-Contract: 4 years, $52 million
Both parties found a good fit in their opportunism. Even the departing team may have benefited. Phoenix had previously run a patchwork center rotation based on short-term competence and long-term prospecting. Chandler gives the Suns their best option at that position in years. This allowed Dallas to unchain themselves from Chandler and pursue DeAndre Jordan with guns blazing.
As outstanding pick and roll target and master of defensive positioning, his addition adds backbone and intelligence to a team that could use both. Alex Len is still probably the future of the center position in Phoenix, but this will provide him a great mentor to learn from. He is a clear upgrade in terms of basic defense, rebounding, and finishing ability and will provide a finishing target for Brandon Knight as he penetrates.
Ed Davis, Portland Trail Blazers
-Contract: 3 years, $20 million
The loss of all star forward LaMarcus Aldridge has pushed the Trail Blazers into scavenger mode. Davis is not even in Aldridge’s stratosphere, but he may soften the blow of his loss. Davis is a good rebounder, an efficient scorer, and a reliable team defender. I liken him to a young Zach Randolph. Whether or not he can reach that potential is very much in the air. But maybe more importantly than if he exceeds expectations and becomes a good replacement for Aldridge, his addition shows a forward thinking approach at a time when the Blazers could have operated from a position of panic and desperation. This track can be frustrating for fans, but makes progress through judicious activity. Stock pile good, young assets. If they develop and flourish, they become part of your future or great trade chips in the future. Look at the approach Boston has taken. There is no need to tank, the draft picks will fall where they may and spend the intervening years by amassing talented players on the rise.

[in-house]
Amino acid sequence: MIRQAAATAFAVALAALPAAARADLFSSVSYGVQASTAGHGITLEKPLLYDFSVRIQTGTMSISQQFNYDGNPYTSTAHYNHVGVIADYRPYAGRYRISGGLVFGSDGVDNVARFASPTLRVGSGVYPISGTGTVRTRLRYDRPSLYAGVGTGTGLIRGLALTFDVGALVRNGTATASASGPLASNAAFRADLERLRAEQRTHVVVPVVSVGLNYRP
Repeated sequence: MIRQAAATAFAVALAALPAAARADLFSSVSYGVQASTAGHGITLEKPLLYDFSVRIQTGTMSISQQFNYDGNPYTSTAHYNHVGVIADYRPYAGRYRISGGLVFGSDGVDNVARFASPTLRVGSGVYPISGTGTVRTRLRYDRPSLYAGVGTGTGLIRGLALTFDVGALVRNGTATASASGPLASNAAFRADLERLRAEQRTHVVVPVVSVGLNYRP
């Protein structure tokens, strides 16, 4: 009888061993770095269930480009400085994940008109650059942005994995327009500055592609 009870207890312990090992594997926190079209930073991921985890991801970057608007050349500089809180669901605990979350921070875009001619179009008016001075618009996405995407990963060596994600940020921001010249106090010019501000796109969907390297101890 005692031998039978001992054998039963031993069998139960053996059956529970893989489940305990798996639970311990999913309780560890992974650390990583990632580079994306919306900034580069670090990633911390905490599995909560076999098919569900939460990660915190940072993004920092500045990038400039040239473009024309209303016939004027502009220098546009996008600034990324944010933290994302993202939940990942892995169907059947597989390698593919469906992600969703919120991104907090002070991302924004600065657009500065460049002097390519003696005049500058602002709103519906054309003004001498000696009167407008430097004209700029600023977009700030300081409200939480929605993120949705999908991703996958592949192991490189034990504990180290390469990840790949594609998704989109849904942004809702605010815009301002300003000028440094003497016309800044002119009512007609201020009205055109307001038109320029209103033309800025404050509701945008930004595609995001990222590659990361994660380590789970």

Cory Joseph, Toronto Raptors
-Contract: 4 year, $30 million
Joseph leaves the San Antonio Spurs, where he has backed up Tony Parker since coming into the league. Now he will be backing up Kyle Lowry in Toronto.
Joseph pieced together a breakout season last year as Tony Parker was hobbled by injuries all season. In 79 games, Joseph posted career highs in almost every statistical category. Joseph hit a remarkable 50.4 percent from the field and hit 36.4 percent from beyond the arc.
Providing championship experience and playing behind an injury prone Kyle Lowry, Toronto may get every penny's worth of this deal.
Robin Lopez, New York Knicks
-Contract: 4 years, $54 million
Here is the perfect name for this list. Knick fans will scoff at this signing because they were expecting a marquee name to come to the Big Apple. He may not be a Broadway star but he is not a bad consolation prize when adding role players around Carmelo Anthony.
Lopez’s numbers, 9.6 points, 6.7 rebounds, 1.4 blocks, for Portland last season will not turn many heads. He is quirky, almost awkward at times and will never be the one on one offensive threat his brother is. However, he is quintessential teammate who truly embodies the phrase "do the dirty work.” He is effective diving off screen and rolls, setting picks, and crashing the offensive glass. With his ability to hit mid-range jumpers and a good set of hands, he could serve as an efficient and easy target for passes when defenses load up on Anthony. Defensively, he is a big body who clogs up the paint, challenges and changes shots at the rim, always boxes out, and has no problem battling with the most physical of big men. He regularly covers up mistakes for his teammates without asking for much in return, which may make him a perfect big man to be beside Melo.